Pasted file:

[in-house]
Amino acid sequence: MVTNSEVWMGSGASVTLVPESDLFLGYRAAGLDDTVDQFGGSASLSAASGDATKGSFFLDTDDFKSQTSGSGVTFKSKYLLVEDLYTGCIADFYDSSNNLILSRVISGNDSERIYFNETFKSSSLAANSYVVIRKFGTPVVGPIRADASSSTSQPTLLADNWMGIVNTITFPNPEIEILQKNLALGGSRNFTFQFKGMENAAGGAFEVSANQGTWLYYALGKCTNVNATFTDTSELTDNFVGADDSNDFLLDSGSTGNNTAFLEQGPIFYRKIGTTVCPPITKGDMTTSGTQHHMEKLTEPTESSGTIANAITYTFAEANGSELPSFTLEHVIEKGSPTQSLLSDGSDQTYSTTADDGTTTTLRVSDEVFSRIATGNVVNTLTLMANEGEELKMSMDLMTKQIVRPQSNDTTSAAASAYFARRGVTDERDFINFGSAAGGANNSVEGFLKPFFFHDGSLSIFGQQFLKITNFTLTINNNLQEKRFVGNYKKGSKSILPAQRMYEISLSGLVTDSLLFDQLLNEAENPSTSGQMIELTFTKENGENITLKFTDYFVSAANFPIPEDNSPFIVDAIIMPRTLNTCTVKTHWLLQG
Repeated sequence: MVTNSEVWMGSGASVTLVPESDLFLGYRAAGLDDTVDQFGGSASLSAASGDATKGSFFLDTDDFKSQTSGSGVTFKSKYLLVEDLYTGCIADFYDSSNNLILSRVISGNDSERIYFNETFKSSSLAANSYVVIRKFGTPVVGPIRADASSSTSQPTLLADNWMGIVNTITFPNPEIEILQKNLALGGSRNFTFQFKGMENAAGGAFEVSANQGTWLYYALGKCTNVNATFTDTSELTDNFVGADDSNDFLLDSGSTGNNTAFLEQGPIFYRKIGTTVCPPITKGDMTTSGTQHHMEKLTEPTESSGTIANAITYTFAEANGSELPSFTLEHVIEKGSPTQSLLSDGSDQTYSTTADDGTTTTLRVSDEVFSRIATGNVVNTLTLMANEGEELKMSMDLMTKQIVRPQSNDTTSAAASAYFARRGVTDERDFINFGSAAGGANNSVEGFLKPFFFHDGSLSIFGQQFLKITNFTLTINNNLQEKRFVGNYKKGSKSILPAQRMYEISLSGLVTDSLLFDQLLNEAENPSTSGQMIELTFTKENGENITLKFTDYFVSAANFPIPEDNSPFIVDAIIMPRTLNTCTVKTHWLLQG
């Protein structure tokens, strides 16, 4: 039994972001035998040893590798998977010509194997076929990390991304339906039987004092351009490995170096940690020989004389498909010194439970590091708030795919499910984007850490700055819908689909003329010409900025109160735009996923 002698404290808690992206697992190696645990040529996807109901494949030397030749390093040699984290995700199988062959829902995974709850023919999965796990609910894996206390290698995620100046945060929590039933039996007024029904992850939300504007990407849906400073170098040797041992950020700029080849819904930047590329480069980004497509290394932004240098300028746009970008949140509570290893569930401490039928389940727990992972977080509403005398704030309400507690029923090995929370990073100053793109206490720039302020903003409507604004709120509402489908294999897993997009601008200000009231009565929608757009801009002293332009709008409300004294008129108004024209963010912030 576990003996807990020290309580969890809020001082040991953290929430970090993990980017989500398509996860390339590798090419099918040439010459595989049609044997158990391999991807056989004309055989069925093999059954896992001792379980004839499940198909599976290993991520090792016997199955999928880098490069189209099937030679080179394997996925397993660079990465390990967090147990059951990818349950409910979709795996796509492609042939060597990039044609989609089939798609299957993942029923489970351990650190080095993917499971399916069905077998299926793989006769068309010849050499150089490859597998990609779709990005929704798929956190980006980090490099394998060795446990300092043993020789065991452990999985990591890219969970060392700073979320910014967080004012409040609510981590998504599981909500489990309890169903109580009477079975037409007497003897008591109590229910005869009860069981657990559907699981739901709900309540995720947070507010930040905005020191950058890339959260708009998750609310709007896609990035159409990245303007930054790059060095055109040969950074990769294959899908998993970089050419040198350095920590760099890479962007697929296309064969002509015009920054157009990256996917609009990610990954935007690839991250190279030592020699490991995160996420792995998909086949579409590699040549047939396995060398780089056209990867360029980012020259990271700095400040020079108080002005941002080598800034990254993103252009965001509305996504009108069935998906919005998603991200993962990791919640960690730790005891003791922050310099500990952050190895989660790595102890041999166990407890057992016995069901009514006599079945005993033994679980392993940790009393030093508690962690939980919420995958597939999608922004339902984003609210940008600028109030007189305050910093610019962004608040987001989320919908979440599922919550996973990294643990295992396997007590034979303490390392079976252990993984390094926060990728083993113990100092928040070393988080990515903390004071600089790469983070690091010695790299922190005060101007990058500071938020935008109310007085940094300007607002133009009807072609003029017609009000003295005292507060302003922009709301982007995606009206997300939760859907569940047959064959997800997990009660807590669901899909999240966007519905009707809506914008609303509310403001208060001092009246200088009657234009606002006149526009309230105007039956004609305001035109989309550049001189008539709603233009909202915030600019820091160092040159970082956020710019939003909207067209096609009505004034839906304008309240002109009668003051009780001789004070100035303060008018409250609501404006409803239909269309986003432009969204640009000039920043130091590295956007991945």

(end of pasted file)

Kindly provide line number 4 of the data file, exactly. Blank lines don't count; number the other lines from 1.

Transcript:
């Protein structure tokens, strides 16, 4: 039994972001035998040893590798998977010509194997076929990390991304339906039987004092351009490995170096940690020989004389498909010194439970590091708030795919499910984007850490700055819908689909003329010409900025109160735009996923 002698404290808690992206697992190696645990040529996807109901494949030397030749390093040699984290995700199988062959829902995974709850023919999965796990609910894996206390290698995620100046945060929590039933039996007024029904992850939300504007990407849906400073170098040797041992950020700029080849819904930047590329480069980004497509290394932004240098300028746009970008949140509570290893569930401490039928389940727990992972977080509403005398704030309400507690029923090995929370990073100053793109206490720039302020903003409507604004709120509402489908294999897993997009601008200000009231009565929608757009801009002293332009709008409300004294008129108004024209963010912030 576990003996807990020290309580969890809020001082040991953290929430970090993990980017989500398509996860390339590798090419099918040439010459595989049609044997158990391999991807056989004309055989069925093999059954896992001792379980004839499940198909599976290993991520090792016997199955999928880098490069189209099937030679080179394997996925397993660079990465390990967090147990059951990818349950409910979709795996796509492609042939060597990039044609989609089939798609299957993942029923489970351990650190080095993917499971399916069905077998299926793989006769068309010849050499150089490859597998990609779709990005929704798929956190980006980090490099394998060795446990300092043993020789065991452990999985990591890219969970060392700073979320910014967080004012409040609510981590998504599981909500489990309890169903109580009477079975037409007497003897008591109590229910005869009860069981657990559907699981739901709900309540995720947070507010930040905005020191950058890339959260708009998750609310709007896609990035159409990245303007930054790059060095055109040969950074990769294959899908998993970089050419040198350095920590760099890479962007697929296309064969002509015009920054157009990256996917609009990610990954935007690839991250190279030592020699490991995160996420792995998909086949579409590699040549047939396995060398780089056209990867360029980012020259990271700095400040020079108080002005941002080598800034990254993103252009965001509305996504009108069935998906919005998603991200993962990791919640960690730790005891003791922050310099500990952050190895989660790595102890041999166990407890057992016995069901009514006599079945005993033994679980392993940790009393030093508690962690939980919420995958597939999608922004339902984003609210940008600028109030007189305050910093610019962004608040987001989320919908979440599922919550996973990294643990295992396997007590034979303490390392079976252990993984390094926060990728083993113990100092928040070393988080990515903390004071600089790469983070690091010695790299922190005060101007990058500071938020935008109310007085940094300007607002133009009807072609003029017609009000003295005292507060302003922009709301982007995606009206997300939760859907569940047959064959997800997990009660807590669901899909999240966007519905009707809506914008609303509310403001208060001092009246200088009657234009606002006149526009309230105007039956004609305001035109989309550049001189008539709603233009909202915030600019820091160092040159970082956020710019939003909207067209096609009505004034839906304008309240002109009668003051009780001789004070100035303060008018409250609501404006409803239909269309986003432009969204640009000039920043130091590295956007991945």